This is a guest blog written by one of Adoptions From The Heart’s birthmothers, Kelsey. You can visit her Tubmlr account for more highs and lows of going through post-placement as a birthmother.
As I watched my son’s adoptive parents leave the hospital, hand in hand, with a baby carrier between them, I wasn’t sure if my heart was bursting from the light that had slowly been building up during my three-day hospital stay or if my heart was breaking into a thousand pieces. Two years later, I’m still not really sure. There’s something to be said about watching near strangers walk away with your child. It’s just unfortunate that I don’t—and probably never will—have the words for it. It’s a strange mixture of life-ending sadness and pure elation.
Although my boyfriend Zach and I really only met them that day, Mike and Amanda didn’t feel like complete strangers to us. They never did. Not in all of the awkward in-between months where I tried relentlessly to find my place in their lives, while trying to live my own. As we were about to leave the hospital, Henry swaddled in his seat carried by his parents, followed by us, his birth parents, I knew the smiles on Mike and Amanda’s faces would make up for the pain I felt in my chest. Zach stood with his arms around me, helping to keep me upright after my long hospital stay, steadying me as the image of our son and his parents walking away into their lives was forever seared into my memory. Zach and I watched until we couldn’t see them any longer, then we left the hospital. Left our son with his new parents behind. That was two years ago.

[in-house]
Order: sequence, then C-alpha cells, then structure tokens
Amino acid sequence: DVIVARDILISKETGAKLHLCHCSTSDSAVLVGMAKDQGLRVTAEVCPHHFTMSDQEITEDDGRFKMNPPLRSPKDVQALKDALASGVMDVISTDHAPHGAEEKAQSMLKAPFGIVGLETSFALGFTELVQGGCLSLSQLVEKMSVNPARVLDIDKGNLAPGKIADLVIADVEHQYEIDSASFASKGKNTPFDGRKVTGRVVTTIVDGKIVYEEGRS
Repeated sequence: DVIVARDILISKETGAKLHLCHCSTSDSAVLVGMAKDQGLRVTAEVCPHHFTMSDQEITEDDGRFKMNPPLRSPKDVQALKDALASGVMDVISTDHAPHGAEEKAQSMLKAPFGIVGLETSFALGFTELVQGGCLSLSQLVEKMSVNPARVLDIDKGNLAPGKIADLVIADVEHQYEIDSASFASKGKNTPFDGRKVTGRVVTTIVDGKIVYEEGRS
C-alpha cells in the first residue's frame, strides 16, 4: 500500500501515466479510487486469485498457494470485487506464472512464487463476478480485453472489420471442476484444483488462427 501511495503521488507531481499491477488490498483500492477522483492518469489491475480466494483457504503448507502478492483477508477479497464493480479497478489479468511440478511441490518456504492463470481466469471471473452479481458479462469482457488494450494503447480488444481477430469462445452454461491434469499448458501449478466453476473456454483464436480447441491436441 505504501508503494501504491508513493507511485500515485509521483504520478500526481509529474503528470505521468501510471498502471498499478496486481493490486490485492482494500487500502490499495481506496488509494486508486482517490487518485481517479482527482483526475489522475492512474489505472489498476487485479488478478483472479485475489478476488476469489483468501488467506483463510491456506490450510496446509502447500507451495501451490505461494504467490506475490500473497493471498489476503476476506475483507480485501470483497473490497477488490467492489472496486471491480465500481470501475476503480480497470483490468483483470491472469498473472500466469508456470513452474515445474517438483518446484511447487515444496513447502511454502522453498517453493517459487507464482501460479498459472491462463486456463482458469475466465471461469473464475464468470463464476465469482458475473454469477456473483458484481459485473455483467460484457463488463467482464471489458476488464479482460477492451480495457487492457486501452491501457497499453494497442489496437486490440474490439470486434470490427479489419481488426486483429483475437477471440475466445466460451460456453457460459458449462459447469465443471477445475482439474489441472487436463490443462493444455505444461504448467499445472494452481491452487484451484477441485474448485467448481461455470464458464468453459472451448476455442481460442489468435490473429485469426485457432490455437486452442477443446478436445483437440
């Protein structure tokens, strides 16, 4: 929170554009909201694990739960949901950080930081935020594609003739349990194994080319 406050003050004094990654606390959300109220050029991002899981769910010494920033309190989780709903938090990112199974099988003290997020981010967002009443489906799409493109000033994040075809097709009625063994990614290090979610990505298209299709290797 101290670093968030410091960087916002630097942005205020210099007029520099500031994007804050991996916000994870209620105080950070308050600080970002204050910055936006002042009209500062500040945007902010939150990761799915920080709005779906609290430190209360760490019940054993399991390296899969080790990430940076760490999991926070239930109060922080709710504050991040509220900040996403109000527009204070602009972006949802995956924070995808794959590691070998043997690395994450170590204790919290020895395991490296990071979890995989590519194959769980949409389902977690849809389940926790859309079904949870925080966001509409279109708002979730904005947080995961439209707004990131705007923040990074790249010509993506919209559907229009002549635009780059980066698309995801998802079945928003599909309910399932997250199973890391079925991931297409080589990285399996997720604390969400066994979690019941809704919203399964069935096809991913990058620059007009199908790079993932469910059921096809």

Having already taken off several days from school, Zach wasn’t afforded anymore time off, and the next day he was back in class. The day after placement, I was alone in a city where none of my friends lived, awake at 6:30 a.m. in the morning, unable to go back to sleep. I was proud that I was able to hold off crying for a few hours before it finally got to me and I let the tears go.
The first few weeks after placement were the hardest, and there was only so much that Zach could do to help me. Luckily, I had a great caseworker who made sure that I never felt alone. Still, it was a constant struggle not to let myself slip into the dark place that I often found myself in, even before the pregnancy. I felt like I had to be strong for my best friend, who was the only reason I made it out of the hospital in one piece. I had to be strong so that I could prove my family—and their doubts—wrong.